"Three Lives into One”
A Review of "Three Identical Strangers” by Nathan H. Box
Recommendation: 5 Stars, SHOWTIME
Director: Tim Wardle, Starring: Silvi Alzetta-Reali, Eddy Galland, Ron Guttman
Plot: New York, 1980: three complete strangers accidentally discover that they are identical triplets, separated at birth. The 19-year-olds' joyous reunion catapults them to international fame, but it also unlocks an extraordinary and disturbing secret that goes beyond their own lives - and could transform our understanding of human nature forever.
Review: “Three Identical Strangers” is a documentary so unbelievable that you are immediately left with a simple thought, “I would totally see a fictional drama about something like this.” Yet, this film is stranger than fiction and it begins with triplets separated at birth. From there, it goes on to tell a story that ends up being one of the most compelling and enthralling documentaries of the year.
Every day in this country, children are placed in the hands of the foster care system. Undoubtedly, some of those children are twins and triplets. From what I gather, adoption agencies work diligently to keep children together. This film is focused on a single Jewish agency in New York who worked to separate twins and triplets as part of some grand experiment. Seemingly, they would have gotten away with it if it had not been a chance encounter that led strangers to discover they are twins. Naturally, a story like this caught fire and national attention. Which led the third brother to discover he is a triplet.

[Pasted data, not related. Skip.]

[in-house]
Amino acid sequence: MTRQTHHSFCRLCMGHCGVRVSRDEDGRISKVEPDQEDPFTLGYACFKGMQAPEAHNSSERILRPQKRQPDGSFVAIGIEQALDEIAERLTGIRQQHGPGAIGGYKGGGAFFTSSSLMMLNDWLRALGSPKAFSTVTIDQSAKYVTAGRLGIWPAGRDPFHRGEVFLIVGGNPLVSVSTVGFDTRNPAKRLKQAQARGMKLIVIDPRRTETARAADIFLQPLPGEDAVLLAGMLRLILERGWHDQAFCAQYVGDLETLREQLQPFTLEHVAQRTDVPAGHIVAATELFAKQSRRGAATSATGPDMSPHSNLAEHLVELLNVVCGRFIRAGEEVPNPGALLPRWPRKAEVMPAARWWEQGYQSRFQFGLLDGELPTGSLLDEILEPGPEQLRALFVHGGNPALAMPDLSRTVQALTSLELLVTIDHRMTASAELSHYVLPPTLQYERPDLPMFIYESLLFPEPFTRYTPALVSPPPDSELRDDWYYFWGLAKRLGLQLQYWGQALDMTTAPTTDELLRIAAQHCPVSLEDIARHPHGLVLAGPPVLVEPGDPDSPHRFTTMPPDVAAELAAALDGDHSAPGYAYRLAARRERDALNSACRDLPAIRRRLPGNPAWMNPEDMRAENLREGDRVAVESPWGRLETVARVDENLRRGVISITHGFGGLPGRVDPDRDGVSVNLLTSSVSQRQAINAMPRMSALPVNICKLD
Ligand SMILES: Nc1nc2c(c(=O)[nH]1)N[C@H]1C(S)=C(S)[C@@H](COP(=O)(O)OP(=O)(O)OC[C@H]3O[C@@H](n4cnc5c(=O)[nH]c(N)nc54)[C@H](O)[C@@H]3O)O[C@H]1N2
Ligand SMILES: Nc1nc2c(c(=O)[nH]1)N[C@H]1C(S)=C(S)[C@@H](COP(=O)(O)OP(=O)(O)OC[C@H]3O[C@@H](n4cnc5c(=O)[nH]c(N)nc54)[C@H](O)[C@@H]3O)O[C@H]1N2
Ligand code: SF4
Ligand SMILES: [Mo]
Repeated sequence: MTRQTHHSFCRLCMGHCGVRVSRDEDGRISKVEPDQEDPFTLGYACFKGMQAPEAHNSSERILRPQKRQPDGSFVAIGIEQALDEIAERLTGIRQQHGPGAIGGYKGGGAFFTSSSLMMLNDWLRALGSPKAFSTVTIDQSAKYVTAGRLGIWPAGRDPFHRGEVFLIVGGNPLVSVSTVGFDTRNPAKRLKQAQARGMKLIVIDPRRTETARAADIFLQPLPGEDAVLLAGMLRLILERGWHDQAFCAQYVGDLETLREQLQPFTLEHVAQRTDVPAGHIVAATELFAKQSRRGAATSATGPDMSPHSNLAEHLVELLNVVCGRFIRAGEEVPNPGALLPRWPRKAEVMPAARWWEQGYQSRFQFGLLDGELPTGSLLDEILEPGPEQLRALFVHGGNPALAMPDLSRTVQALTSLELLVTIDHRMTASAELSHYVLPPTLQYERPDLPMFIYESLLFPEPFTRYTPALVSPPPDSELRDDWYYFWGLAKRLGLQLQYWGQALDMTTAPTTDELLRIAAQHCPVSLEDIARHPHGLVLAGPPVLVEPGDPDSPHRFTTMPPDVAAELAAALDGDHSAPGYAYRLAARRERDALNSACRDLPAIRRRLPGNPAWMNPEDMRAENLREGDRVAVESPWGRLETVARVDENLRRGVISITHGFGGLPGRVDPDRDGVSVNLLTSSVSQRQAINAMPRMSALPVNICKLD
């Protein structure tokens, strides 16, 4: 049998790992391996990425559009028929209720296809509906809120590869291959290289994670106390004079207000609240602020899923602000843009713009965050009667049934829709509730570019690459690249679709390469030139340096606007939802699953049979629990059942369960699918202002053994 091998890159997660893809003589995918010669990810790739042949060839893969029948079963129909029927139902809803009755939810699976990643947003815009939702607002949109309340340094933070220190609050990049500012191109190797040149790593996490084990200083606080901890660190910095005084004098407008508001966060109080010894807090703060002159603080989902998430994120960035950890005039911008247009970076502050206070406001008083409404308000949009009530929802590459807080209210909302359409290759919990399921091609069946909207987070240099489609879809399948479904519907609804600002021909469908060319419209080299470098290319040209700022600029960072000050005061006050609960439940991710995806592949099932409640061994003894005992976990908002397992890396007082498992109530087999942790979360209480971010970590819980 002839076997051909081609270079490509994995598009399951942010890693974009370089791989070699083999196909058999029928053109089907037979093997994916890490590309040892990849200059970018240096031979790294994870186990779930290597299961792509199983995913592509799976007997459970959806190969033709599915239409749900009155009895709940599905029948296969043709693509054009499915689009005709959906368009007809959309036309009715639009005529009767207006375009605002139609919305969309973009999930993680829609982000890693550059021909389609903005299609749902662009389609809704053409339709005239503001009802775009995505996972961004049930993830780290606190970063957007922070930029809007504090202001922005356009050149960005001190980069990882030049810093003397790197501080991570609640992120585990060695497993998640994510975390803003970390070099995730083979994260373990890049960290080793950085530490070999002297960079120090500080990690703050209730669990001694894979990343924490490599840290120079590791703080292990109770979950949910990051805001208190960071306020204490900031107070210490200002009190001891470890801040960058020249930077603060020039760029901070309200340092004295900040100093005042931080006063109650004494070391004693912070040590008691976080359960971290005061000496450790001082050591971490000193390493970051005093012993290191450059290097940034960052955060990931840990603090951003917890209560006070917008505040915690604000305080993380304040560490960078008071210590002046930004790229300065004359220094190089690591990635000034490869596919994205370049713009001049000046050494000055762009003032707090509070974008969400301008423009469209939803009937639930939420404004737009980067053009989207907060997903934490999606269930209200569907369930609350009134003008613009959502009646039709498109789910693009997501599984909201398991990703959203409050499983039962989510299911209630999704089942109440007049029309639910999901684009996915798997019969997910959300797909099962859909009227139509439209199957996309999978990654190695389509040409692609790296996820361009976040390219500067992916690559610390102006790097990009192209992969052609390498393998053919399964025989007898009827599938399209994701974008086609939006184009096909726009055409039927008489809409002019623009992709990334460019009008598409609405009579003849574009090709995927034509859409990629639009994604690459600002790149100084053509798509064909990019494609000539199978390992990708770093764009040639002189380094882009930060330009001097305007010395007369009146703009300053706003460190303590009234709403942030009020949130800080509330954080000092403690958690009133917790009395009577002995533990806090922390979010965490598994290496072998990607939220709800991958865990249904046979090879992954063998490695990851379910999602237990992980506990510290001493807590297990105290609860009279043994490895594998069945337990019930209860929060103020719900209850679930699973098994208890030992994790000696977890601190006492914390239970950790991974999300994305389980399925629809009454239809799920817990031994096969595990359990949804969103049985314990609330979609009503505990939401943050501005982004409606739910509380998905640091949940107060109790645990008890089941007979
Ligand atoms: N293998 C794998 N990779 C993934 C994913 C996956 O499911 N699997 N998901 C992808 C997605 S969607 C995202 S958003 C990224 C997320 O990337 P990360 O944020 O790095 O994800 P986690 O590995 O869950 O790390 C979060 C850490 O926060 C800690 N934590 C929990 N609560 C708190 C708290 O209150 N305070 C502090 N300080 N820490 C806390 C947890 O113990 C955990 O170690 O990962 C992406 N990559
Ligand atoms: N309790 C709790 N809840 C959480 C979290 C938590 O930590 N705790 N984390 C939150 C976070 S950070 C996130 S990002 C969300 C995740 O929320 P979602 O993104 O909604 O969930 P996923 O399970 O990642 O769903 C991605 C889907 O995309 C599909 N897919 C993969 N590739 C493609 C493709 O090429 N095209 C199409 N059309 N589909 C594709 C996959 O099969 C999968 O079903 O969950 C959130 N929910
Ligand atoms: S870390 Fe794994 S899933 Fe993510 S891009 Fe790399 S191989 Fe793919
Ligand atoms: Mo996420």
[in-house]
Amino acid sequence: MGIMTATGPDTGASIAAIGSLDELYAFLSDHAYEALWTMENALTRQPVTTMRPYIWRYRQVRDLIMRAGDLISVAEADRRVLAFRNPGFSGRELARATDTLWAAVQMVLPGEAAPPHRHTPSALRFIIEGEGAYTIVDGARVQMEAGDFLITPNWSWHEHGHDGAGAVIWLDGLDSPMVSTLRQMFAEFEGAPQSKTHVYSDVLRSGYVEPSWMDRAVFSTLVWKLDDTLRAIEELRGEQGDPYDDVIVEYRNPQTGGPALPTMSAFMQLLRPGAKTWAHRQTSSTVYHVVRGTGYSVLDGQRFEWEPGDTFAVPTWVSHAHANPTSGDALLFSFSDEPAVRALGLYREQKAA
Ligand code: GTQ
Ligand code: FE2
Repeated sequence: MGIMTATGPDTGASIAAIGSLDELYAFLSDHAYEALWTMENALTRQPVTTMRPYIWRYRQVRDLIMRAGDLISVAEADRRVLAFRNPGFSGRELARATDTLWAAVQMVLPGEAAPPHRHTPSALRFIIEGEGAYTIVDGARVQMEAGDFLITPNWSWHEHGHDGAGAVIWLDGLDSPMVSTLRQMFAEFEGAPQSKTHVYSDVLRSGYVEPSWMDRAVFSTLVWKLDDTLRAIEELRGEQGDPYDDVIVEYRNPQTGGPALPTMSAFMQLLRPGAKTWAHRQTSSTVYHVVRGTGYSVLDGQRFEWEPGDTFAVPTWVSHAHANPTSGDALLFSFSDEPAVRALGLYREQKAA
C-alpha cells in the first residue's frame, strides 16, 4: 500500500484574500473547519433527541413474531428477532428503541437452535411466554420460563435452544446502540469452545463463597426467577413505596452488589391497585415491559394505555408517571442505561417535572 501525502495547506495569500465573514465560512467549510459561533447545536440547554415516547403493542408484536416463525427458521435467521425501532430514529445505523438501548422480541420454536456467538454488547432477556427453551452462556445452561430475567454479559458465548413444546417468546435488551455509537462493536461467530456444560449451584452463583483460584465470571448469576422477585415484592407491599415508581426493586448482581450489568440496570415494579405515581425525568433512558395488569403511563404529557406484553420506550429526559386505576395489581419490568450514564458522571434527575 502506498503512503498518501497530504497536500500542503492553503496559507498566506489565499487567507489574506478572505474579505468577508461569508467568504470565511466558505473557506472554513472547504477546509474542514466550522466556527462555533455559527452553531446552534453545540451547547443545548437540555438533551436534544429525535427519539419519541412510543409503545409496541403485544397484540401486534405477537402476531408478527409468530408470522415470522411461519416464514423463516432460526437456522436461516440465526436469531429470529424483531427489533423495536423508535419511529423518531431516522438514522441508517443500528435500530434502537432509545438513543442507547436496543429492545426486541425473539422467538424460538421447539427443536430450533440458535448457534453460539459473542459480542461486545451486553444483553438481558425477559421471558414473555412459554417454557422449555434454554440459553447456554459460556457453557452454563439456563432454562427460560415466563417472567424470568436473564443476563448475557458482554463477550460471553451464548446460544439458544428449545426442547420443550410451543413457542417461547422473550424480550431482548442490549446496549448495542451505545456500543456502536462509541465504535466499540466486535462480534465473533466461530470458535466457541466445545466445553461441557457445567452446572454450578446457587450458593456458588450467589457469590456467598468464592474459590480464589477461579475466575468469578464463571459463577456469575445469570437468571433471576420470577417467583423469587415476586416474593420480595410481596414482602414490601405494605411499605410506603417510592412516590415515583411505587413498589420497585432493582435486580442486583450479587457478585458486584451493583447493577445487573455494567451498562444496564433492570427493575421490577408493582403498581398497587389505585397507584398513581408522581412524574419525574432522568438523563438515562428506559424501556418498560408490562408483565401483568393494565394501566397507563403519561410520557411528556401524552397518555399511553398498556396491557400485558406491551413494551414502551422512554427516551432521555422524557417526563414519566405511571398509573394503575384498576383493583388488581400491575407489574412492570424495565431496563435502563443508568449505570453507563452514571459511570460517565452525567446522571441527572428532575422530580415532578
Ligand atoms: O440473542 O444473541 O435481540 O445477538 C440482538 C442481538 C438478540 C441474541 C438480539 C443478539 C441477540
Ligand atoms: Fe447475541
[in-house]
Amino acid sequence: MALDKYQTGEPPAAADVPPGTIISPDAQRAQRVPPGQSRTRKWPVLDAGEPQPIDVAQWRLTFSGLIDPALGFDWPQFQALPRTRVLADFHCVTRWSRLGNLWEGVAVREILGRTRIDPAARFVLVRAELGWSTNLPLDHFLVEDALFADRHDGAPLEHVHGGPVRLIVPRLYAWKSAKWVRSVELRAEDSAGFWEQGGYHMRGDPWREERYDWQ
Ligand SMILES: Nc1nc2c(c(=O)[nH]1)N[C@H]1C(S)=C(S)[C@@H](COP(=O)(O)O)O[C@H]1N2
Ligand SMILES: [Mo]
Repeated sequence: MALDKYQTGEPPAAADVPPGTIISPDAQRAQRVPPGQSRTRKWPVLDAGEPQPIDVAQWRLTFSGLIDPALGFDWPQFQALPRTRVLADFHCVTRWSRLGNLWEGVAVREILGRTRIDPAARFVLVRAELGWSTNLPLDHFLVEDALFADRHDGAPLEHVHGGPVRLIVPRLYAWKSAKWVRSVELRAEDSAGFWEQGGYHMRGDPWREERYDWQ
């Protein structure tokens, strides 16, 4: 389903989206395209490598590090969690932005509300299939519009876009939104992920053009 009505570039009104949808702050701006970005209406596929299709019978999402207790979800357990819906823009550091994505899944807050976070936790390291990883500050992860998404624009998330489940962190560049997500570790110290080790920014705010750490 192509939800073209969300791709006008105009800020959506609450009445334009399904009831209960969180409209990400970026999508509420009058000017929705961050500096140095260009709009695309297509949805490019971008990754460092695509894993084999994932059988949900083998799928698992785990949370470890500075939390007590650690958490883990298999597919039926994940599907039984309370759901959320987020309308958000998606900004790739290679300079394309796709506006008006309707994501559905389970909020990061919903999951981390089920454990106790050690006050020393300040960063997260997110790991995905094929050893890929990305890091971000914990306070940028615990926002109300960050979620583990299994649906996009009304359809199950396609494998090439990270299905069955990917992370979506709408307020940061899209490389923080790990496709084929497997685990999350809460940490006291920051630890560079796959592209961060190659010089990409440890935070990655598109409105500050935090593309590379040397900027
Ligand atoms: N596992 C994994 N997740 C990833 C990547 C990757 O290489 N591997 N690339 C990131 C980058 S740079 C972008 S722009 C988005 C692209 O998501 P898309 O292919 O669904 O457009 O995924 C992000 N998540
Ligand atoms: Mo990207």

As the brothers blend three lives into one, we get the impression that the story ends there. Except, it doesn’t. Background matters and the research of a tireless journalist reveals there is more to the story. Now, it is hard to say much more about this film without spoiling some really well-placed turns in the story. So, stop reading here, if you want to save the surprise for yourself.
What begins as a reunion, naturally turns into a journey to find a birth mother. This unleashes a series of events where we discover the triplets, among other twins, were separated at birth as part of some nature versus nurture experiment unbeknownst to their adoptive parents or the children themselves.
What is revealed raises serious ethical questions about studies on human subjects. At the end of the day, I think this is one of the primary jobs for a documentary. You should leave the theater questioning the world in which you live. This film does that profoundly well. It keeps you guessing and gasping for the entire film. For that, I recommend you see it as soon as possible.
Be good to each other,
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